Washington, D.C., partner Laura Phillips was quoted in two Law360 articles about the impact of the government shutdown on the FCC’s operations. The first article, “In Shutdown, FCC Field Work Limited to Interference Issues,” discusses the limited work being performed by local FCC agency offices. Laura explained that the FCC field offices are “there for true emergencies, like a broadcast tower falling over or ridiculous interference,” and that parties are “kind of on notice that they have to be proactive when they’ve been notified that there’s an issue,” since there will be a lack of follow-up from the FCC’s local divisions as they are forced to limit the scope of their work.

In the second article, “Does the FCC Have to Hold its Meeting in Shutdown Mode?” Laura explains the uncertain fate of the FCC’s upcoming public meeting in the face of the shutdown. The Communications Act directs that “meetings of the commission shall be held at regular intervals, not less frequently than once each calendar month,” and FCC rules dictate that “every portion of every meeting shall be open to public observation.” However, in these unusual circumstances, where more than 80 percent of FCC staffers have been furloughed and most offices and phones are unattended, the meeting’s status is uncertain. If the shutdown does not end by January 30, the scheduled date of the meeting, the commissioners will have to decide how to hold the meeting, or even whether to. Laura said, “Basically, the whole process is thrown up in the air. This is very unprecedented… [A shutdown] never has jeopardized a monthly FCC meeting.”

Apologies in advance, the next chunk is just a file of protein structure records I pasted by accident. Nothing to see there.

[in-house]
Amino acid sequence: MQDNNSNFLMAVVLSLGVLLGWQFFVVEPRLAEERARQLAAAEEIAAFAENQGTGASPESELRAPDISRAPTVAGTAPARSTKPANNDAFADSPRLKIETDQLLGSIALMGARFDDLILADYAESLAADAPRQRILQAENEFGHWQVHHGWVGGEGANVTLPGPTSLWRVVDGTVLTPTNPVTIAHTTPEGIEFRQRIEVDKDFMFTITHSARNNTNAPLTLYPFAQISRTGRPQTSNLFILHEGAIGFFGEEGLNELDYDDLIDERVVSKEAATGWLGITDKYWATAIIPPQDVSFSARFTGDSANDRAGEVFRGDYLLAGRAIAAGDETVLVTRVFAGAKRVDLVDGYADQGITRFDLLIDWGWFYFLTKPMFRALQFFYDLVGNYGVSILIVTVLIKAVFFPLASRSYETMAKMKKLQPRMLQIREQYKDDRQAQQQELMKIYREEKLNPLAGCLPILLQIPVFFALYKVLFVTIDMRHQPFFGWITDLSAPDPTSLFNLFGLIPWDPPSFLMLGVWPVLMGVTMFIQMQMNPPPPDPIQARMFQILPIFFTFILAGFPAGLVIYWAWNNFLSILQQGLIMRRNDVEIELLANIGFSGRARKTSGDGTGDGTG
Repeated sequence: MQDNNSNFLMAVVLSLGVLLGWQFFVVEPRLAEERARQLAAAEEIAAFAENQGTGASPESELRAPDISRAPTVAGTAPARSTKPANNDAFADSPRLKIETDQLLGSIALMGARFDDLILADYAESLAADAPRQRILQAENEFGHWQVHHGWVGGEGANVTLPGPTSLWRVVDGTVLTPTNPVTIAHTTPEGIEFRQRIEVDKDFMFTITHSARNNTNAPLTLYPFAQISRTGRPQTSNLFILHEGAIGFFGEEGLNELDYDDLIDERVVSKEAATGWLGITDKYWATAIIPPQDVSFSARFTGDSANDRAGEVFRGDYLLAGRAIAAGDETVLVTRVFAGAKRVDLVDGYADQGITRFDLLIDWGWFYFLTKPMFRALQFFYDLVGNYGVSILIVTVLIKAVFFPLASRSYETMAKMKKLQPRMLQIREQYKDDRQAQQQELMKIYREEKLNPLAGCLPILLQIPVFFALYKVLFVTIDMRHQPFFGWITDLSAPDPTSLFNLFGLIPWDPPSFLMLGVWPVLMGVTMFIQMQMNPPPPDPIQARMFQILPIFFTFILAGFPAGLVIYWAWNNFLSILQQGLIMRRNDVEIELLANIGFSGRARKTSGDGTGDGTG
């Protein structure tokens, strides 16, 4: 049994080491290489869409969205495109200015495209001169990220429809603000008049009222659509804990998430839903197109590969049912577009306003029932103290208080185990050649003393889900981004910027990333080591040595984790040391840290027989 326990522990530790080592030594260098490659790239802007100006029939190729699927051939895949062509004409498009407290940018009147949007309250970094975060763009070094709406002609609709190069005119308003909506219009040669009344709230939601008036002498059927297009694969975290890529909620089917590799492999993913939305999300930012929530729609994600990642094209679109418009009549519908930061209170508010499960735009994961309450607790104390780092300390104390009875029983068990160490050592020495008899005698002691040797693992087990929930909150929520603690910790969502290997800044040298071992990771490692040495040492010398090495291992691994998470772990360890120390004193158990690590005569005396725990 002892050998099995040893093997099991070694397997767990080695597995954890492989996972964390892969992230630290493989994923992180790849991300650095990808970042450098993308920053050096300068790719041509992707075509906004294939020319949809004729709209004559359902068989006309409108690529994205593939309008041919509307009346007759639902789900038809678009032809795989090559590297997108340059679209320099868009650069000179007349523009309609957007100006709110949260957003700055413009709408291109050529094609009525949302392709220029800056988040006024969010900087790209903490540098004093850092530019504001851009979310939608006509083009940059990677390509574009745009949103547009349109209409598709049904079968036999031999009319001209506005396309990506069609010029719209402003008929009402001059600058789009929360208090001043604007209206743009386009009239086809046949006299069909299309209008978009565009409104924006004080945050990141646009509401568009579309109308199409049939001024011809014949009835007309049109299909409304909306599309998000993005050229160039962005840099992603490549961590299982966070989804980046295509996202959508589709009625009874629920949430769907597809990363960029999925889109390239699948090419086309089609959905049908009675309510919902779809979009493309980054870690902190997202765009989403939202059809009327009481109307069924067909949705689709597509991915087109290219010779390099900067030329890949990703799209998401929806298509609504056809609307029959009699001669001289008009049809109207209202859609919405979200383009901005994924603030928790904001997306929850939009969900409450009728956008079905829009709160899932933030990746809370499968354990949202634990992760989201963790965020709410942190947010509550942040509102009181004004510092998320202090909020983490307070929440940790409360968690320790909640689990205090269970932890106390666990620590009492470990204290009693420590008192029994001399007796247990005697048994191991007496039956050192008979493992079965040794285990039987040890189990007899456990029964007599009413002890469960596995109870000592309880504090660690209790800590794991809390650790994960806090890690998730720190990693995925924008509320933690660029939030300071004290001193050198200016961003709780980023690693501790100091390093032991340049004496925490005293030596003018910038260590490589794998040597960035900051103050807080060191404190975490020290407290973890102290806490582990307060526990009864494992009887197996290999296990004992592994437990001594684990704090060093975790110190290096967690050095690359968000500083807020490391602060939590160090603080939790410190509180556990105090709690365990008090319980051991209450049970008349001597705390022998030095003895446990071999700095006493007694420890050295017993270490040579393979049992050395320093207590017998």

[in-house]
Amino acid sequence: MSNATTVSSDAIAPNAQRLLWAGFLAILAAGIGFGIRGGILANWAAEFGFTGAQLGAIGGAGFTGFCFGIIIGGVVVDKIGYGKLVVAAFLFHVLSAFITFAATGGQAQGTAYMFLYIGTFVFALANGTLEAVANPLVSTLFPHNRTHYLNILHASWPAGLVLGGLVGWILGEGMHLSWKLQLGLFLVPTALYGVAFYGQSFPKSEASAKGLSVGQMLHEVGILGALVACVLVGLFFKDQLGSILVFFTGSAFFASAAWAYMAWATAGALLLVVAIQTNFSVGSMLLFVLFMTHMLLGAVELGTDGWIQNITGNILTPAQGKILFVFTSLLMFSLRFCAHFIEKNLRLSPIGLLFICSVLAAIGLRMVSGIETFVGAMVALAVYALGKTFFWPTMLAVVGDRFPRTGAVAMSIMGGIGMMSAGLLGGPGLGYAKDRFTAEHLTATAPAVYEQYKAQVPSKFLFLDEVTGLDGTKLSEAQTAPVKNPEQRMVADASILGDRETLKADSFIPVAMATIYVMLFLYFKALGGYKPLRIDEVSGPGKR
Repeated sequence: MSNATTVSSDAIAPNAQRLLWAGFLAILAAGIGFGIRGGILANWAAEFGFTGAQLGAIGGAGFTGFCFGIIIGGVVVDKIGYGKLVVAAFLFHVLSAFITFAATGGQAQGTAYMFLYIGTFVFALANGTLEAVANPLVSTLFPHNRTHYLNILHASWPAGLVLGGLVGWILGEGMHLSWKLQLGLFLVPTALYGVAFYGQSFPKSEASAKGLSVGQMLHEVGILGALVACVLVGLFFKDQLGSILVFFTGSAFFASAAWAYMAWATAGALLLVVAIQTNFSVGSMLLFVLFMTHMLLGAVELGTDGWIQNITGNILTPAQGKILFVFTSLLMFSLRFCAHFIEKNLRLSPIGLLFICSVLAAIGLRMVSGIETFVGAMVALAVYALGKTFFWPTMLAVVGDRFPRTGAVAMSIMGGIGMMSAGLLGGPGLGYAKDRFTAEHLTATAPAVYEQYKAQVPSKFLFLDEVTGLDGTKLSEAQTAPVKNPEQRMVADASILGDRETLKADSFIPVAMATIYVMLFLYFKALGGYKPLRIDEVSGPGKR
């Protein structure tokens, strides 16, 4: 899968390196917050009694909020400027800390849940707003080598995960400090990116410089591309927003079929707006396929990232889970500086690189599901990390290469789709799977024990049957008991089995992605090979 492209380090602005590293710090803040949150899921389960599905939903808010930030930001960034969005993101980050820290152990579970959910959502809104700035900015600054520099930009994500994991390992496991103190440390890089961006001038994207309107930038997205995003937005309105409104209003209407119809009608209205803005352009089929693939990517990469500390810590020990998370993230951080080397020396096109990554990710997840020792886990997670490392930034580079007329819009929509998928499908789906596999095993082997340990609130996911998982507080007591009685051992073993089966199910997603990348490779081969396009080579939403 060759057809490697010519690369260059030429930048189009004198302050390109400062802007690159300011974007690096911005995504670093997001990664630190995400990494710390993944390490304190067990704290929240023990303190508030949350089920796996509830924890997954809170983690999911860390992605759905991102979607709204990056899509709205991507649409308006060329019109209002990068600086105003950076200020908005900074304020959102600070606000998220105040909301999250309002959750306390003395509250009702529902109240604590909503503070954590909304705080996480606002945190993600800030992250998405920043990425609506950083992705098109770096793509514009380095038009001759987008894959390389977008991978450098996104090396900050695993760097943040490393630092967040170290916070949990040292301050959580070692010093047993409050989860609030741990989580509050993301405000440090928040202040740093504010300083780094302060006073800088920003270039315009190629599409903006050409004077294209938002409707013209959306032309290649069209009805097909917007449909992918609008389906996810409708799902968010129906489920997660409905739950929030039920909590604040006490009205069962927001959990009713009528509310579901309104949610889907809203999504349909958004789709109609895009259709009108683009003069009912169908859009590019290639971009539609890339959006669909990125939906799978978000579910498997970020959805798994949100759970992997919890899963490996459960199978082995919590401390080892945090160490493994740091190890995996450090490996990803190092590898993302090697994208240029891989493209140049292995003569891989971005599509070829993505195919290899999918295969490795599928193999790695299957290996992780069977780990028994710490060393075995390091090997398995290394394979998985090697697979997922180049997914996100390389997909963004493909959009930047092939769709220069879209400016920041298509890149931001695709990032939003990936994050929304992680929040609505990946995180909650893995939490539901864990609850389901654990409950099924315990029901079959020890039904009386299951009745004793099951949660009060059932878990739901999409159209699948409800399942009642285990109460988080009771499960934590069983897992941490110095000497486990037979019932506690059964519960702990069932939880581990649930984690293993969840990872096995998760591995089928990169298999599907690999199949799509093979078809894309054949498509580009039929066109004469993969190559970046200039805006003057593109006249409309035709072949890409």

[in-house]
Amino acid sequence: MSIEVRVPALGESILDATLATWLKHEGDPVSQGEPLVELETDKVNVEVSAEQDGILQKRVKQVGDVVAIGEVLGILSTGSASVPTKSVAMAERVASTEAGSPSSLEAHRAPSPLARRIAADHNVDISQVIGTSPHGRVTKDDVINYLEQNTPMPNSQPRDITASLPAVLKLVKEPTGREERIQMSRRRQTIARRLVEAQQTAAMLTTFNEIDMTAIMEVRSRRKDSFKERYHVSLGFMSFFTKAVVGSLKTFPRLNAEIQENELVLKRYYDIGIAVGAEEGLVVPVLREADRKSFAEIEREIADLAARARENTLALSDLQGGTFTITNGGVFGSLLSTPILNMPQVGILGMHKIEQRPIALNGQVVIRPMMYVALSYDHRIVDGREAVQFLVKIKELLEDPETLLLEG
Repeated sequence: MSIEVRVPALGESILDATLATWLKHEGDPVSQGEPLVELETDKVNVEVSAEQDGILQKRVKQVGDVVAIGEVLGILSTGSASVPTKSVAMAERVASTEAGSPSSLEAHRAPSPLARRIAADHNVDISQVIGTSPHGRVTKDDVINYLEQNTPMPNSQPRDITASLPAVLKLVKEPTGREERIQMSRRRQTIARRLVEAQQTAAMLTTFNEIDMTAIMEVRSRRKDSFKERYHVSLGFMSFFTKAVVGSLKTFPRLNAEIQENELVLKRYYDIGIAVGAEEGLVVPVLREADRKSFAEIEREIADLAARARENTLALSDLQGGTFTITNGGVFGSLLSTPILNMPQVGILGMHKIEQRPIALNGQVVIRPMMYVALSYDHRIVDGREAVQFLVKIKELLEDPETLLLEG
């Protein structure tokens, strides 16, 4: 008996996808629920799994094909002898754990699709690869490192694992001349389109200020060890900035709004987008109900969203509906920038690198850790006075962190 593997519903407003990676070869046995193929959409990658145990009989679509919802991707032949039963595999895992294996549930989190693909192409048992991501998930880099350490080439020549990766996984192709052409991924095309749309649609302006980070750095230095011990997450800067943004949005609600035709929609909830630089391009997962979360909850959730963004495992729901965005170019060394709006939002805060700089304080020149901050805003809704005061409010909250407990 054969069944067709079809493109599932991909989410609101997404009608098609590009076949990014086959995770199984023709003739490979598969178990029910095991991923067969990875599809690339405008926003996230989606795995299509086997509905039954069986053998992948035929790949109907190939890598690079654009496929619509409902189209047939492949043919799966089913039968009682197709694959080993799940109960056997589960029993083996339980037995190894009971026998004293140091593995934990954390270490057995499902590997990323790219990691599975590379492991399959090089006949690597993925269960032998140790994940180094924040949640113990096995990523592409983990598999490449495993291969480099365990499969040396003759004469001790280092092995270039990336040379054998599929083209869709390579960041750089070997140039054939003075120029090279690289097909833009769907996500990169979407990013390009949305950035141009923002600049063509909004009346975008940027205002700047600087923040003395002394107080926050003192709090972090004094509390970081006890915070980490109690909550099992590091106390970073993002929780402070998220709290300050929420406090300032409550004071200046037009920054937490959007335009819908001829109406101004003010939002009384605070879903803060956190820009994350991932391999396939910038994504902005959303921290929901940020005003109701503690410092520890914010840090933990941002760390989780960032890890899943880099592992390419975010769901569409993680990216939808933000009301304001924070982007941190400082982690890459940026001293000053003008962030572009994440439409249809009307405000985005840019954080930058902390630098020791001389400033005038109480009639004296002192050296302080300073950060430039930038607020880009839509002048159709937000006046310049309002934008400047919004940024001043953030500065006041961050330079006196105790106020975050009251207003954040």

Read “In Shutdown, FCC Field Work Limited to Interference Issues.”

Read “Does the FCC Have to Hold its Meeting in Shutdown Mode?”

Source: Law360